This was another entry in my cool down with AC summer reading challenge. I read this ahead of viewing the Masterpiece Movie which aired last Sunday. The set up was very much like Three Act Tragedy, my least favorite AC read so far. Hercule Poirot was again a peripheral character who was in the novel very little. He just show up in the end to call everyone stupid and solve the mystery. Also like Three Act, this story had a lot of characters to keep track of and a quick solution to the mystery. It was actually two mysteries and like the AC mysteries I've read before, everything is summed up on the last two to three pages. This book is slightly better for me than Three Act just because I liked the characters better. The mystery certainly starts off intriguing enough, how did a dead man come to be found on a blind woman's floor with four clocks in a room that had never been there before? I did not figure out the solution but this wasn't one of the books that kept me on the edge of my seat. There were also references to communism that was an important issue in Chrisite's time but are out of my reference field. I think all of his AC is worth a read although this did not rank in my favorites. I'll watch the movie now and see that if that clarifies things further.more
This novel begins with one of Christie's creepiest murder scenes. A young woman arrives at her employer's house to find an unidentified dead man and a room full of stopped clocks. The rest of the book is spend unraveling the mystery of the dead man's identity and his presence in the home. To complicate matters the homeowner is blind, so visual identification is impossible. Before the mystery is solved a young secretary is also murdered, likely in connection with the mystery man. I found the clues offered in this book to be far less subtle than in some of Christie's other mysteries. Indeed, the list of characters at the book's outset gives away a great deal. Ultimately I found the solution to the mystery to be rather odd. Suffice to say that it is very much a product of its time. This is not one of Christie's more haunting efforts, but the reading of it was entertaining nonetheless.more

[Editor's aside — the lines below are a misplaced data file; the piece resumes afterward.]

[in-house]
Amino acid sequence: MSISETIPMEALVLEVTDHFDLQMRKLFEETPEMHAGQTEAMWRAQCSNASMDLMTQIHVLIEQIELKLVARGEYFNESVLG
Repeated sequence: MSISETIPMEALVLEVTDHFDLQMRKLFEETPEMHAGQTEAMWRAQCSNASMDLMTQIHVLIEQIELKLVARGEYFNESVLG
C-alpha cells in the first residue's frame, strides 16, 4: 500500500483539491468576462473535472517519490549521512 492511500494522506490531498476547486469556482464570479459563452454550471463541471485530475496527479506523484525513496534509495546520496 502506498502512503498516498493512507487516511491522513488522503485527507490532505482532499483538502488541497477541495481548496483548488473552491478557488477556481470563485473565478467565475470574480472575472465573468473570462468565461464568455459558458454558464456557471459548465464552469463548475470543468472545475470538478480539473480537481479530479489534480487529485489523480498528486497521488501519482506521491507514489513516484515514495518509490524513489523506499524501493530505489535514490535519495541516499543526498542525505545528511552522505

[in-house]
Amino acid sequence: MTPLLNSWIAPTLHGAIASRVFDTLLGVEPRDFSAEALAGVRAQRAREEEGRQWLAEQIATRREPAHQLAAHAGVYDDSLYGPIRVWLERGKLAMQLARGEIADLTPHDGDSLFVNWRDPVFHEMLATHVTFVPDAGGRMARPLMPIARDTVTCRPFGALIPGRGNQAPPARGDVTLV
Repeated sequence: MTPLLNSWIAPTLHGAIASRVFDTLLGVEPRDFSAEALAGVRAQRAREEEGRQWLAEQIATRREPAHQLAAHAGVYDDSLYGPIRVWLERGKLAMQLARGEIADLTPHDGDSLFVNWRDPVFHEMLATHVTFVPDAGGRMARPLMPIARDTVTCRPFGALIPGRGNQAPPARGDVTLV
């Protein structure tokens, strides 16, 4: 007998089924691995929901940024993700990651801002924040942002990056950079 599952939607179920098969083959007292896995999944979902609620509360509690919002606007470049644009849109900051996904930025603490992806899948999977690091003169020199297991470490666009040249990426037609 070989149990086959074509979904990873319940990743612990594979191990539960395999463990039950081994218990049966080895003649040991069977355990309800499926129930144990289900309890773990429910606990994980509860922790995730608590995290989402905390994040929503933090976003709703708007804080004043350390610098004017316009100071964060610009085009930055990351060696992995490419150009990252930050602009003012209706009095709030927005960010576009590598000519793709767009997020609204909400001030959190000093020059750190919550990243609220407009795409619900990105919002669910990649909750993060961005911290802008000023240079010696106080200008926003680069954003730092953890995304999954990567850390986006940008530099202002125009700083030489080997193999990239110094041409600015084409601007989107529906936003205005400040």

Late Poirot (1963 not between the wars as portrayed in the TV adaptation), a little ridiculous but still entertaining! Plot doesn't bear too close an inspection, with two intersecting strands only sorted out by the use of the little grey cells... - all the same I enjoyed it!more
Back in 2007 David Suchet had spoken of wanting to complete the filming of all of the Poirot stories by 2011, in which he will have turned 65. In February 2009 it was announced that another series of four stories has been commissioned by ITV. The four novels comprise "The Clocks," "Three Act Tragedy," "Hallowe'en Party," and "Murder on the Orient Express".I can't help but think what a rather "Poirotless" film "The Clocks" would be. It was not until page 112, Chapter 14 that Poirot first made entrance into "The Clocks". I can't help but think of Agatha Christie's feelings towards the little Belgian, viz. By 1930, Christie found Poirot 'insufferable', by 1960, she felt that he was a 'detestable, bombastic, tiresome, ego-centric little creep'. Yet Christie claimed that it was her duty to produce what the public liked, and what the public liked was Poirot.I should hope that I would never feel as a writer, come to despise my creation (hmm...). I can only imagine what she would have created if she killed Poirot off and pursued writing of which her heart was in. It was nice of Christie to include Poirot at the end of this story again, to give us the mystery solved. I very much would like to visit the quaint Wilbraham Crescent one day (which backed in onto itself), though not to visit a blind communists such as Miss Pebmarsh, nor crazy cat ladies such as Mrs. Hemmings, and certainly not to visit Sheila Webb, as I absolutely despise her stupid lying face. I can only agree with Detective Inspector Dick Hardcastle in his opinion of Colin Lamb and his marriage—the man has lost his marbles.Wheels within wheels within the Crescent that backs in on itself. That's what made this mystery worthwhile, as well as the short but sweet appearance of Hercule Poirot. Also, I am a fan of clocks, which are made up of wheels within wheels; and I very much enjoyed Poirot's further elucidating us on the appearance of such clocks, as well as his encyclopedic knowledge of crime fiction. Unfortunately Hastings was in South America, I believe it was.more
The Clocks is OK, but not one of her best. There are too many characters involved and the plot goes round in circles. Poirot barely appears, not doing any direct investigating or interviewing, which makes his deduction process less interesting. However there are a few genuine surprises and likeable narrators that redeem it.more
This has quite a convoluted plot, almost as convoluted as the layout of Wilbraham Crescent which backs onto itself - 19 Wilbraham Crescent is where the murder takes place. Poirot makes a late appearance and solves the mystery. Not one of my favourite Christies, but not a bad read either.more